People with learning disabilities had little choice about where and with whom to live


Maximising choice and control are key elements of policy in relation to supporting people with learning disabilities, but it is recognised that the choice of where to live and with whom is often denied to people, especially with severe or profound learning disabilities. The researchers in this USA study set out to understand the current degree of choice exercised by people using services in the United States.

They used data from the National Core Indicators programme, looking at information from 6778 adult service users living in non-family-home service settings in 26 US states.

They found that the majority of adults with learning disabilities did not participate in choosing where and with whom to live. Those described as having more support needs related to more severe learning disability or co-occurring conditions had the least choice when considering their living arrangements.

Although those who lived in their own homes, or an agency-operated apartment were more likely to make the choice of where and with whom to live than those in nursing homes, institutions or group homes, those with severe or profound learning disabilities were the least likely to choose regardless of where they lived.

The authors conclude that despite policies emphasising choice, many adults with learning disabilities in the USA experienced little or no choice about where and with whom they lived.

They suggest that the findings relating to choice in individualised living settings endorse policies promoting such individualised settings, given that these settings appeared to offer much more choice than others in terms of living arrangements.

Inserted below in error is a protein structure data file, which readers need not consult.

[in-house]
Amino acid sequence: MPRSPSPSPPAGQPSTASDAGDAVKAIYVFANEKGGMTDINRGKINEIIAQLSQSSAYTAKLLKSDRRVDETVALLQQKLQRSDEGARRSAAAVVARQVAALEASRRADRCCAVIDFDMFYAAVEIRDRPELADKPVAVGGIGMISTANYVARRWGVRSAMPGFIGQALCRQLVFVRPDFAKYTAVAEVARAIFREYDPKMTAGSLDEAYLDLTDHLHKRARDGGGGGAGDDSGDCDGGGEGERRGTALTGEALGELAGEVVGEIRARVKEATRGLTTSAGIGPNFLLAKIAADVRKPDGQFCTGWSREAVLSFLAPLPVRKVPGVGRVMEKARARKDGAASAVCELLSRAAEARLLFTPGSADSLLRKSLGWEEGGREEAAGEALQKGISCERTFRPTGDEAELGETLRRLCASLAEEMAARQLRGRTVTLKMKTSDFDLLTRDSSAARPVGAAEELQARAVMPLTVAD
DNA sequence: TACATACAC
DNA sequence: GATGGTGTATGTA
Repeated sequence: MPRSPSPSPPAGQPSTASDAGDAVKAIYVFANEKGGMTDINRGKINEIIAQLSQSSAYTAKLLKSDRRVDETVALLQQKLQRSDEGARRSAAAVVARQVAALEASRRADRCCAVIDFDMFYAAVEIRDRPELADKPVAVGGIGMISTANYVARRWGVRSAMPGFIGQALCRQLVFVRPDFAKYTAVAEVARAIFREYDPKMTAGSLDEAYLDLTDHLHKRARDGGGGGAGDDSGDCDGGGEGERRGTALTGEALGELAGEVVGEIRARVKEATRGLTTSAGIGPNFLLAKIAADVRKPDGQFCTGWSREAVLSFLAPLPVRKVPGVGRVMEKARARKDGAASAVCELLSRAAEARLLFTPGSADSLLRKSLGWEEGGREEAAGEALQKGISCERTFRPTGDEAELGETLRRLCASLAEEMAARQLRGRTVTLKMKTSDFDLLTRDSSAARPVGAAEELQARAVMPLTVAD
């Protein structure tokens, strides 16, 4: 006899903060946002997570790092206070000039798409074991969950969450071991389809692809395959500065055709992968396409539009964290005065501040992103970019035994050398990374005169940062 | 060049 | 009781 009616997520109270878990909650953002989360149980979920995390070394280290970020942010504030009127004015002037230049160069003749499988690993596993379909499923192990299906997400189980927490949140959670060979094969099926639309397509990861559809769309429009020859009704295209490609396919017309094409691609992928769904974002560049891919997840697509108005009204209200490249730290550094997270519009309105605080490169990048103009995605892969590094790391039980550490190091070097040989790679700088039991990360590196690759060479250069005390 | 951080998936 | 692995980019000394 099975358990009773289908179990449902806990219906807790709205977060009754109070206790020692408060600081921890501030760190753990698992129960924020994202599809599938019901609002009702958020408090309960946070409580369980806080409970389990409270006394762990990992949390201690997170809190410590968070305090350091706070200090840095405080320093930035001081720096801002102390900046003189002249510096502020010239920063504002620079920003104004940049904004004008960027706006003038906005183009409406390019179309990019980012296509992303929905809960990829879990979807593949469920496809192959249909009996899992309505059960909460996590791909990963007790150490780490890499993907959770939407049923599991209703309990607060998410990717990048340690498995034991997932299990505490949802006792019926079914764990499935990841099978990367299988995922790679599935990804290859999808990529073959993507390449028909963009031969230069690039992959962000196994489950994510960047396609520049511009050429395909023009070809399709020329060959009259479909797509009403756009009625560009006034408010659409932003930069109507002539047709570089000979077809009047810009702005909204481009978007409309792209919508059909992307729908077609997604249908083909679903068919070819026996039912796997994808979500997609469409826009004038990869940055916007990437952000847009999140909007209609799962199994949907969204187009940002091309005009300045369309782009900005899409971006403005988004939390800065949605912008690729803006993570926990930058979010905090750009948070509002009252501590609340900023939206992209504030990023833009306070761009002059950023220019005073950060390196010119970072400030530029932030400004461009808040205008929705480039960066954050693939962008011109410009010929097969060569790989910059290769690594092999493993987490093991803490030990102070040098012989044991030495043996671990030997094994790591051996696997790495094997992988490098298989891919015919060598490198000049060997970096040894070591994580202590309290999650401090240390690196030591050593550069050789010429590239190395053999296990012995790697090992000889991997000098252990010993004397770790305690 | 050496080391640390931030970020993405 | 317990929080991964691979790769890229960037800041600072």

Choice of living arrangements, Stancliffe, R et al., in  Journal of Intellectual Disability Research, 55: 746–762

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John Northfield

After qualifying as a social worker, John worked in community learning disability teams before getting involved in a number of long-stay hospital closure programmes, working to develop individual plans for people moving into their own homes. He worked for BILD, helping to develop the Quality Network and was editorial lead for the NHS electronic library learning disabilities specialist collection. This led him to found the Learning Disabilities Elf site with Andre Tomlin as a way of making the evidence accessible to practitioners in health and social care. Most recently he has worked as part of Mencap's national quality team and also been involved in a number of national website developments, including the General Medical Council's learning disabilities site.

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